Stellar Lumens (XLM) is an intriguing project with a rather interesting history behind it. Drawing obvious comparisons to Ripple, the Stellar network is focused on payment processing between large corporations and in the consumer to consumer space. The main difference however is that Stellar operates as a nonprofit organization that doesn’t charge for use of the network. The initial funding for the project was from payment processor Stripe.
For example, you are an American who wants to send money to your friend who lives in Germany. Currently, you would have to pay large transaction fees to send Euros from your US bank. However, by using XLM (or Lumens, the currency of the Stellar network). You could send USD, and your friend could withdraw money in Euros, without having to pay huge currency conversion fees. The current base fee for a transaction is just 0.00001 XLM, which is just a fraction of a penny, and is paid for by the sender. Like other blockchain projects, transactions on the Stellar network are publicly available and verifiable to prevent fraud occurring.
The Stellar team also focus on social causes, such as making a banking system that is available to those who don’t currently have access to one. The reduced fees, especially for those who need to frequently send money overseas, is a big selling point in the third world countries, this initiative is targeting.
2017 was a big year for the Stellar project, Forbes magazine dubbed it;
Venmo, but on a global scale – and for larger bodies like banks and corporations.
The coin was added to larger exchanges like Binance and is now compatible with well known hardware wallet including the Ledger Nano S.
In October 2017, the team announced a formal partnership with IBM and KickEx to;
develop a blockchain-based cross-border payments solution proven to significantly reduce transaction costs and increase transaction speeds.
This announcement kick started a price surge for Stellar which continued for the remainder of the year.
Stellar’s history is one that should be mentioned as well. It was founder in 2014 by Jeb McCaleb and Joyce Kim. McCaleb has history in the cryptocurrency space and was one of the founders of the Mt. Gox exchange, which at its peak, was the largest cryptocurrency exchange in the world. McCaleb sold the exchange in 2011, shortly before the hacking incident that would result in Mt. Gox’s bankruptcy.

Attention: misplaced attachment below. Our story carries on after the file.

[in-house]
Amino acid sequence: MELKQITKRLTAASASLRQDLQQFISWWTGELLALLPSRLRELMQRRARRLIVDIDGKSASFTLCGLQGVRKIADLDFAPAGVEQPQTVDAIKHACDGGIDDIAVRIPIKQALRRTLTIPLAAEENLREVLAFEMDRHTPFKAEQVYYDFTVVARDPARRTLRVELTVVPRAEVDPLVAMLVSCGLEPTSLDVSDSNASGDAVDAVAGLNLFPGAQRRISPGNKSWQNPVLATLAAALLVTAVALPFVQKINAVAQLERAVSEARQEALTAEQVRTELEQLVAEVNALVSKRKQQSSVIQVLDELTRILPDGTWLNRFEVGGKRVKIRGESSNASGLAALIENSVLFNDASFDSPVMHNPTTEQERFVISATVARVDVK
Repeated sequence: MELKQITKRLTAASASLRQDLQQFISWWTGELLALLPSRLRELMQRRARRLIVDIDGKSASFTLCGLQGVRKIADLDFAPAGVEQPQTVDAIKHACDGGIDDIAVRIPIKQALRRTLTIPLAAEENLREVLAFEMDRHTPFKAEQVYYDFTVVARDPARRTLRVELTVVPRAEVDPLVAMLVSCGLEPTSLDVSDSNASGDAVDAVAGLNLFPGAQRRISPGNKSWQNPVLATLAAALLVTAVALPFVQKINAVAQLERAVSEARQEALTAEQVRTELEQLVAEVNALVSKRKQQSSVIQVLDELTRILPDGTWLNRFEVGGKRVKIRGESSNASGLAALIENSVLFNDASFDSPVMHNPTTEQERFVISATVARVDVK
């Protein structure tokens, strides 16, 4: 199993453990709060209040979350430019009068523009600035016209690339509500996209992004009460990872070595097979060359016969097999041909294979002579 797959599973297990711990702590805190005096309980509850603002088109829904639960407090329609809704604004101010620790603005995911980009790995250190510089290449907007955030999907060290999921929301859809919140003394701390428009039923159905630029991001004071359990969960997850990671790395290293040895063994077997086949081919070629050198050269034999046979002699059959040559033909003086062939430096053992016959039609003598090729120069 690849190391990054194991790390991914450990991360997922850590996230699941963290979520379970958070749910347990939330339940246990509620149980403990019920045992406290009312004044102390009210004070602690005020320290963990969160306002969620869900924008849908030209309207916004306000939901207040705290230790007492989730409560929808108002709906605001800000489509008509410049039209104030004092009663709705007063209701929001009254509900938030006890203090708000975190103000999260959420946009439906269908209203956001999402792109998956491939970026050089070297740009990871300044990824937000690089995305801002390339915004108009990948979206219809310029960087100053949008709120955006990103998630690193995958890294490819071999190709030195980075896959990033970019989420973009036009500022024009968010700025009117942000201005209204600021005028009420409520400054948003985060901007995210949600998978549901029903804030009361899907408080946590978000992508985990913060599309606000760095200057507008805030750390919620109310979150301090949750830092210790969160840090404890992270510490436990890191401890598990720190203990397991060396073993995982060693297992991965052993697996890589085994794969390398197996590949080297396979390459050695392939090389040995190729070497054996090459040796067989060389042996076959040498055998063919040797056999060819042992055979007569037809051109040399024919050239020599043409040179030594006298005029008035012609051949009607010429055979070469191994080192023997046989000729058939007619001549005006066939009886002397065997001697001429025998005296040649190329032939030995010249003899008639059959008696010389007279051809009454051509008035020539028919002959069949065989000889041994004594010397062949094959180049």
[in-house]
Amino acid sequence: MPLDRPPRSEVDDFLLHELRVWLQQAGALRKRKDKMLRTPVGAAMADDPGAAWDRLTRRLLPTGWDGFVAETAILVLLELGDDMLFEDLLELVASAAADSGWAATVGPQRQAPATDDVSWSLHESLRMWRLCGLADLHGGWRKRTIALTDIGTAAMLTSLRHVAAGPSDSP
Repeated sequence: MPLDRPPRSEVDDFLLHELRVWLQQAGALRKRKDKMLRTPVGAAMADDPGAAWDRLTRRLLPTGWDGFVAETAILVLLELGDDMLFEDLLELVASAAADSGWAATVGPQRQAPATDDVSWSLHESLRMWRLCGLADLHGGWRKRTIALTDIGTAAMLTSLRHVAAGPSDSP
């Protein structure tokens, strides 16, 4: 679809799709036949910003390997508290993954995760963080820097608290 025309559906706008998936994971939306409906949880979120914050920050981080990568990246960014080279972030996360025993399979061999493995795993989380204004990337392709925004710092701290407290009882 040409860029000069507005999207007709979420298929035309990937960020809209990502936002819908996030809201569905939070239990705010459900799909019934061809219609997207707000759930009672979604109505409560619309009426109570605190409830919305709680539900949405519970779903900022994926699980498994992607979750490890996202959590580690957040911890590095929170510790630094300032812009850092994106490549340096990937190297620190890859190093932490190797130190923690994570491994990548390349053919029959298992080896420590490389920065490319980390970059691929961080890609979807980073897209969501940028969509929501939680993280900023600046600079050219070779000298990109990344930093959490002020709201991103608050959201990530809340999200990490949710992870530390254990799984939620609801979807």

McCaleb then moved on to Ripple, but was made to leave the team after the Mt. Gox incident which deterred major financial institutions from wanting to deal with the project. This is where it gets dicey, after being asked, McCaleb announced that he would be liquidating his 9 billion XRP that he accumulated for his part in the project. He proceeded to do so in one lump sum and resulted in XRP’s price crashing. He was then taken to court by Ripple and ended up losing the case.
This doesn’t necessarily mean anything for Stellar going forward, and the project has been free of any controversy thus far. However I do feel it is important to take a look at the backgrounds of prominent team members, especially those with a track record like McCaleb’s.
Moving into 2018, the success of Stellar Lumens will largely depend on the continued adoption of the platform. Partnerships with groups such as SatoshiPay, a web payment system that helps online publishers monetize their content, is one such initiative. As of December 2017, the network was processing roughly 30,000 transactions per day with an average transaction time of 4 seconds.
The network does have built-in inflation to deal with the increasing volume of transactions. Currently, this rate is set at 1% per year. 5% of all Lumens (5 billion) are reserved for operating the network.